Breitbart News: Was it more difficult because the first person you meet, you tend to have sympathies with, as opposed to those who come later in the interview process?

Gattis: That’s a fantastic point and I think, at the risk of using a silly phrase, once I put boots on the ground, once I was inside South Central, talking to people, eating dinner with families, of course, you can’t help but feel for those people and the issues. That was big. It was really interesting, I had written days one and two and I felt pretty strongly about it; I knew I needed a shift of sorts on day three, something that had less to do with the gang stories, but I didn’t know what it was yet, but I was under the gun. I wanted to write as quickly as possible, just because I had so much momentum, and my wife said, “You need to stop now. We have to go to Hawaii”—because her best friend was getting married, and it had been scheduled for a very long time. You know, it’s not often when you feel you have that kind of momentum in your writing, so I was very, very selfish, so I said, “You know I can’t go. I have all these things to do.” My wife made it very clear that that wasn’t an option.

You know, sometimes you need the other partner, and it works both ways, so have some perspective. And I definitely did not have perspective. I was so deeply into trying to plan the novel that I wasn’t seeing the big picture. But anyway, we went to Hawaii, and I actually got to do more research in terms of catching up on the reading I wanted to do.

At this wedding, I think I had a lemonade in my hand. The wedding was over, it was cocktail hour, this older gentleman, I would say, gosh, he was probably 65, 66, he makes a beeline for me and he gets right up in my face and he says, “I hear you’re writing about gang members.” And I’m just thinking, “Uh oh.” And my next thought is, “Am I about to get into a fight with the father of the bride?” My wife will never talk to me again. It turned out he was a retired LA firefighter. He made it real clear to me that I had no business writing about the riots and only writing about gang members. He said if I didn’t talk to firefighters and policemen and find ways to get other sides to the story, it would be “half a book,” and he made it really, really clear to talk to firefighters. I think it was their finest hour in a way. Because LA really could have gone to heck for 11,000 fires, we could have lost LA.

The firefighters went straight into the teeth of it, many of them facing sniper fire; one firefighter was even shot in the neck—just incredible stuff. So, this gentleman really made me rethink the way I was structuring the book; I came back and I had a completely new take on it. I need to talk to some nurses, firefighters, CHP because it actually fell to highway patrol more than any other policing body in the Southland to actually escort the firefighters; sheriffs and LAPD were out doing crowd control. So, I found that completely fascinating. I needed to be pushed to see it from multiple perspectives, but once that happened, I felt, “Wow, okay, I get it. There’s really no other way to write this book about LA and this era without trying to come at it from as many perspectives as possible.”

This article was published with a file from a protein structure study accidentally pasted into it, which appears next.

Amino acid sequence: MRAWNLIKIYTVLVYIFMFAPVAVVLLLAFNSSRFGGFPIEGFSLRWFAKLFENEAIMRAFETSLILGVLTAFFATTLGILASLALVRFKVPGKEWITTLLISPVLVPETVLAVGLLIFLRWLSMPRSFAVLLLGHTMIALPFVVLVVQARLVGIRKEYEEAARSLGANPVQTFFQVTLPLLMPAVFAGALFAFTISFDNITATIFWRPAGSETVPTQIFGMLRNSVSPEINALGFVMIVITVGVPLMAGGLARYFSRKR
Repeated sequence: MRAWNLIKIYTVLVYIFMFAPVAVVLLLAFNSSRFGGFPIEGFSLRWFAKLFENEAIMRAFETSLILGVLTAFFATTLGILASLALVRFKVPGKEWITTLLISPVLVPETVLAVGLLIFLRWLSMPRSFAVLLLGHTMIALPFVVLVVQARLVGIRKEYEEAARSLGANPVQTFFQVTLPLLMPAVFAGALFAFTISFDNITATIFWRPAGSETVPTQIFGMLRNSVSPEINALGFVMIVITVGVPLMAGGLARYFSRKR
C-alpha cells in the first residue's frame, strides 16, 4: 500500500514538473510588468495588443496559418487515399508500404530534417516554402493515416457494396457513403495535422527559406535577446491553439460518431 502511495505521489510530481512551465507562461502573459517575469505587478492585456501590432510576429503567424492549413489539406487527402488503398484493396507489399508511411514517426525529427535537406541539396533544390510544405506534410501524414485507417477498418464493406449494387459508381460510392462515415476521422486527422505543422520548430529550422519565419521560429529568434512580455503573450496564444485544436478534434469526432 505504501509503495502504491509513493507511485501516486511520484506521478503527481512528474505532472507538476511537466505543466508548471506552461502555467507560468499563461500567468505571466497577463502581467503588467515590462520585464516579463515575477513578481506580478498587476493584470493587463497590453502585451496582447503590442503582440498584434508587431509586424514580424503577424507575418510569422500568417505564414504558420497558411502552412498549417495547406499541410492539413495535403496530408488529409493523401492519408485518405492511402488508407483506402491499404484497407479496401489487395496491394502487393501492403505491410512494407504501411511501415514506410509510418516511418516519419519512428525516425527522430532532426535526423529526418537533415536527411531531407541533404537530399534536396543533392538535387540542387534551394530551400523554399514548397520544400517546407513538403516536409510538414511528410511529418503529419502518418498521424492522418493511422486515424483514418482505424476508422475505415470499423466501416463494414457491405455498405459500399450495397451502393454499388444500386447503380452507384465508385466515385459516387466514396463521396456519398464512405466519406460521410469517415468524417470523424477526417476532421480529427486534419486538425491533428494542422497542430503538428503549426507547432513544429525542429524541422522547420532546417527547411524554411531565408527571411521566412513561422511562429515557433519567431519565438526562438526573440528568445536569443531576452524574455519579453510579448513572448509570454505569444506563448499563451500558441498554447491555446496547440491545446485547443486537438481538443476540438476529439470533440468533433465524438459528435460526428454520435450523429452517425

In ’92, which was the worst year in the history of Los Angeles for homicide, there were over 3000 murders. 3,000. It’s absolutely shocking. I remember looking at the stats for the riots and something like over 11,000 fires, over 10,000 arrests, over 2,000 people hurt, and 52 deaths. I just stared at that and I thought, there’s absolutely no way on earth that last number is true. It’s just not possible. And it was later when speaking to firemen, that I kept hearing time and again that it was true. Because the firemen, they don’t just put out fires in LA, they also do emergency medical services, and they also pick up bodies for the coroners office. So, if anybody would know if that number is BS, it would be the firefighters.

I talked to one firefighter who said, “Yes, I came across a portable morgue during the riots.” It was a refrigerated semi-truck trailor. I said, “Oh, my gosh, how many bodies were in there?” And he said, “I don’t know, ten, fifteen.” What day was that? He said, “Three?” He didn’t really know.

The thing about firefighters, and one of the reasons why firefighters and former gang members agreed that policemen need to live in these areas, is because when firefighters are on duty they do live in these areas. They live in the station houses, they shop at the local markets, and that was just fascinating to me that both sides—I found something incredible in my research, that both sides, generally speaking—the former gang members greatly respected the firefighters. As far as civil servants, that was the pinnacle for them because they knew how much firefighters did for them. There’s even a moment in the book when one of the gang characters says, “If anybody attacks a firefighter, it’s over for you. Goodbye.”